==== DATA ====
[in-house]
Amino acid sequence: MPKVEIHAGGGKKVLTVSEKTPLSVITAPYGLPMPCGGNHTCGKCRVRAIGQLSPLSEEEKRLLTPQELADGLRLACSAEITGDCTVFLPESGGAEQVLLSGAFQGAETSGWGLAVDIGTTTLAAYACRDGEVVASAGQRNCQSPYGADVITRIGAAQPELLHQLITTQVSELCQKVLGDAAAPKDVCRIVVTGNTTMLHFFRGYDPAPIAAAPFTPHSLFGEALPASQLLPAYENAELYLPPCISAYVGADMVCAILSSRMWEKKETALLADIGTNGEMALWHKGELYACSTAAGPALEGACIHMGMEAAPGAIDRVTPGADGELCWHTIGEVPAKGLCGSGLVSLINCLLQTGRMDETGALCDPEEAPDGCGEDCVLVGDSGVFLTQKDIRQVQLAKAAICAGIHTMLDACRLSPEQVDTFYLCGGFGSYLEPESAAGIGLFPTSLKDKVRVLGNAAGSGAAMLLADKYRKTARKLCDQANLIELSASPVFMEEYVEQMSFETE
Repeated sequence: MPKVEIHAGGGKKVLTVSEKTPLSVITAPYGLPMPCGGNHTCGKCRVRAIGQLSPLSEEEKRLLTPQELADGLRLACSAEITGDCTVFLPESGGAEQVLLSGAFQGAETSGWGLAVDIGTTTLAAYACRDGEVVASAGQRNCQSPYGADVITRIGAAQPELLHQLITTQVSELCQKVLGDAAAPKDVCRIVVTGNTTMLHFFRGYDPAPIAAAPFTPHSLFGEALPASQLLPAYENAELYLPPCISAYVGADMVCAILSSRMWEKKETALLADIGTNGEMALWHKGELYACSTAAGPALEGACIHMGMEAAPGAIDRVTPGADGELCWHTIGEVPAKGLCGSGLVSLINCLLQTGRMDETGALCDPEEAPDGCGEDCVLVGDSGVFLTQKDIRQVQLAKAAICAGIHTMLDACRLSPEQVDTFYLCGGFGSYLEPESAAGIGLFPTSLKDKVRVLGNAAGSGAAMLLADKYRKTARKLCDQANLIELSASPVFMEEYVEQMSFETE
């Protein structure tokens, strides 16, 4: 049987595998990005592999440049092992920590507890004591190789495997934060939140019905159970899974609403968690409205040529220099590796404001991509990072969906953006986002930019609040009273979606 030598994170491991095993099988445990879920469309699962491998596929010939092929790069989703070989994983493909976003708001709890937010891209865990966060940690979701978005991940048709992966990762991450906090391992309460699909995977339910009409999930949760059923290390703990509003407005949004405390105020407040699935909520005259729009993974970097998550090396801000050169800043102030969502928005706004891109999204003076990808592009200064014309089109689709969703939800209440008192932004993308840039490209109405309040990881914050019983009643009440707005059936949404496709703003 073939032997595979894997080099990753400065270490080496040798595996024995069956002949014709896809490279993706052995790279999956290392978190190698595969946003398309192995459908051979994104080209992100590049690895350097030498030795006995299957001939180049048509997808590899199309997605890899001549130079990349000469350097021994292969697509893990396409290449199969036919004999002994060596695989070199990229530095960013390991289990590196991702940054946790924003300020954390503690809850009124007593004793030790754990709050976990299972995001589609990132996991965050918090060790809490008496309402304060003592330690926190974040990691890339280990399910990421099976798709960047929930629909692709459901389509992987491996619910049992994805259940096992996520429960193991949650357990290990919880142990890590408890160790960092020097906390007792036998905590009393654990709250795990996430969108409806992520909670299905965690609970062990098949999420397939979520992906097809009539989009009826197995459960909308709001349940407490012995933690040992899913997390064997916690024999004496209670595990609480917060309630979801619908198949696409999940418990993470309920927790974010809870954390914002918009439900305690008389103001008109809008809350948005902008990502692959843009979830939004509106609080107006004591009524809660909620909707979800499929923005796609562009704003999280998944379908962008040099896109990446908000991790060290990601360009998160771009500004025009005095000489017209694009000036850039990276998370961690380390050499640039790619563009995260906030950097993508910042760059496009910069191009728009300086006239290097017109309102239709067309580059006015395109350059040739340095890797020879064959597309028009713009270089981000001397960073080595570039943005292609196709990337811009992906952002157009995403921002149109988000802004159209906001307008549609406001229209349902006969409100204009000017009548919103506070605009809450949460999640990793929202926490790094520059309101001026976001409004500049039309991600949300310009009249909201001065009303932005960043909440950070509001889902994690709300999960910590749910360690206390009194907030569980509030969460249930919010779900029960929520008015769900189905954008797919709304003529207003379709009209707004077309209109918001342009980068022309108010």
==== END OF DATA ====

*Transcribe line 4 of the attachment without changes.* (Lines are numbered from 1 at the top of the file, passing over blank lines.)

């Protein structure tokens, strides 16, 4: 049987595998990005592999440049092992920590507890004591190789495997934060939140019905159970899974609403968690409205040529220099590796404001991509990072969906953006986002930019609040009273979606 030598994170491991095993099988445990879920469309699962491998596929010939092929790069989703070989994983493909976003708001709890937010891209865990966060940690979701978005991940048709992966990762991450906090391992309460699909995977339910009409999930949760059923290390703990509003407005949004405390105020407040699935909520005259729009993974970097998550090396801000050169800043102030969502928005706004891109999204003076990808592009200064014309089109689709969703939800209440008192932004993308840039490209109405309040990881914050019983009643009440707005059936949404496709703003 073939032997595979894997080099990753400065270490080496040798595996024995069956002949014709896809490279993706052995790279999956290392978190190698595969946003398309192995459908051979994104080209992100590049690895350097030498030795006995299957001939180049048509997808590899199309997605890899001549130079990349000469350097021994292969697509893990396409290449199969036919004999002994060596695989070199990229530095960013390991289990590196991702940054946790924003300020954390503690809850009124007593004793030790754990709050976990299972995001589609990132996991965050918090060790809490008496309402304060003592330690926190974040990691890339280990399910990421099976798709960047929930629909692709459901389509992987491996619910049992994805259940096992996520429960193991949650357990290990919880142990890590408890160790960092020097906390007792036998905590009393654990709250795990996430969108409806992520909670299905965690609970062990098949999420397939979520992906097809009539989009009826197995459960909308709001349940407490012995933690040992899913997390064997916690024999004496209670595990609480917060309630979801619908198949696409999940418990993470309920927790974010809870954390914002918009439900305690008389103001008109809008809350948005902008990502692959843009979830939004509106609080107006004591009524809660909620909707979800499929923005796609562009704003999280998944379908962008040099896109990446908000991790060290990601360009998160771009500004025009005095000489017209694009000036850039990276998370961690380390050499640039790619563009995260906030950097993508910042760059496009910069191009728009300086006239290097017109309102239709067309580059006015395109350059040739340095890797020879064959597309028009713009270089981000001397960073080595570039943005292609196709990337811009992906952002157009995403921002149109988000802004159209906001307008549609406001229209349902006969409100204009000017009548919103506070605009809450949460999640990793929202926490790094520059309101001026976001409004500049039309991600949300310009009249909201001065009303932005960043909440950070509001889902994690709300999960910590749910360690206390009194907030569980509030969460249930919010779900029960929520008015769900189905954008797919709304003529207003379709009209707004077309209109918001342009980068022309108010």